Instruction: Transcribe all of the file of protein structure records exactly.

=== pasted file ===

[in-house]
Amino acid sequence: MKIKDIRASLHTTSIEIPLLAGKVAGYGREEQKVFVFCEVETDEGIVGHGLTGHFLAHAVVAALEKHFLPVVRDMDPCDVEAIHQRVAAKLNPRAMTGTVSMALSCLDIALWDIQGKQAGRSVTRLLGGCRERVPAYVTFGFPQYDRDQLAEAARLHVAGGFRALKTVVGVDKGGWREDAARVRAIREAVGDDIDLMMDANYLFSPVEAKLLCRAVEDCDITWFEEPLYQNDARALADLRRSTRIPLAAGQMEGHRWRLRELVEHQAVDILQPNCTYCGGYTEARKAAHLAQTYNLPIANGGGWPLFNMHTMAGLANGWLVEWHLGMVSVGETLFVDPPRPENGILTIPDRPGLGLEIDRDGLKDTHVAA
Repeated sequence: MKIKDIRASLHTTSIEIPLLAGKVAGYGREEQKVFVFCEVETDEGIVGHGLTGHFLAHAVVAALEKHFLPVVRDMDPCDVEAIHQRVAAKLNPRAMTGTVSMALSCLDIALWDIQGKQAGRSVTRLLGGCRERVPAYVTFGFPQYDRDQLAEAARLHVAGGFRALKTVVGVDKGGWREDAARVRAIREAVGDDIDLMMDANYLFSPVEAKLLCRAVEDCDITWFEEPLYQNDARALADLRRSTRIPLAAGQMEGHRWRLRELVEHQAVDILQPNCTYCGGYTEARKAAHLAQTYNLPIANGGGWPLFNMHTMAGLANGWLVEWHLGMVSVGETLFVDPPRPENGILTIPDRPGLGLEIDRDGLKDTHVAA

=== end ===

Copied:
[in-house]
Amino acid sequence: MKIKDIRASLHTTSIEIPLLAGKVAGYGREEQKVFVFCEVETDEGIVGHGLTGHFLAHAVVAALEKHFLPVVRDMDPCDVEAIHQRVAAKLNPRAMTGTVSMALSCLDIALWDIQGKQAGRSVTRLLGGCRERVPAYVTFGFPQYDRDQLAEAARLHVAGGFRALKTVVGVDKGGWREDAARVRAIREAVGDDIDLMMDANYLFSPVEAKLLCRAVEDCDITWFEEPLYQNDARALADLRRSTRIPLAAGQMEGHRWRLRELVEHQAVDILQPNCTYCGGYTEARKAAHLAQTYNLPIANGGGWPLFNMHTMAGLANGWLVEWHLGMVSVGETLFVDPPRPENGILTIPDRPGLGLEIDRDGLKDTHVAA
Repeated sequence: MKIKDIRASLHTTSIEIPLLAGKVAGYGREEQKVFVFCEVETDEGIVGHGLTGHFLAHAVVAALEKHFLPVVRDMDPCDVEAIHQRVAAKLNPRAMTGTVSMALSCLDIALWDIQGKQAGRSVTRLLGGCRERVPAYVTFGFPQYDRDQLAEAARLHVAGGFRALKTVVGVDKGGWREDAARVRAIREAVGDDIDLMMDANYLFSPVEAKLLCRAVEDCDITWFEEPLYQNDARALADLRRSTRIPLAAGQMEGHRWRLRELVEHQAVDILQPNCTYCGGYTEARKAAHLAQTYNLPIANGGGWPLFNMHTMAGLANGWLVEWHLGMVSVGETLFVDPPRPENGILTIPDRPGLGLEIDRDGLKDTHVAA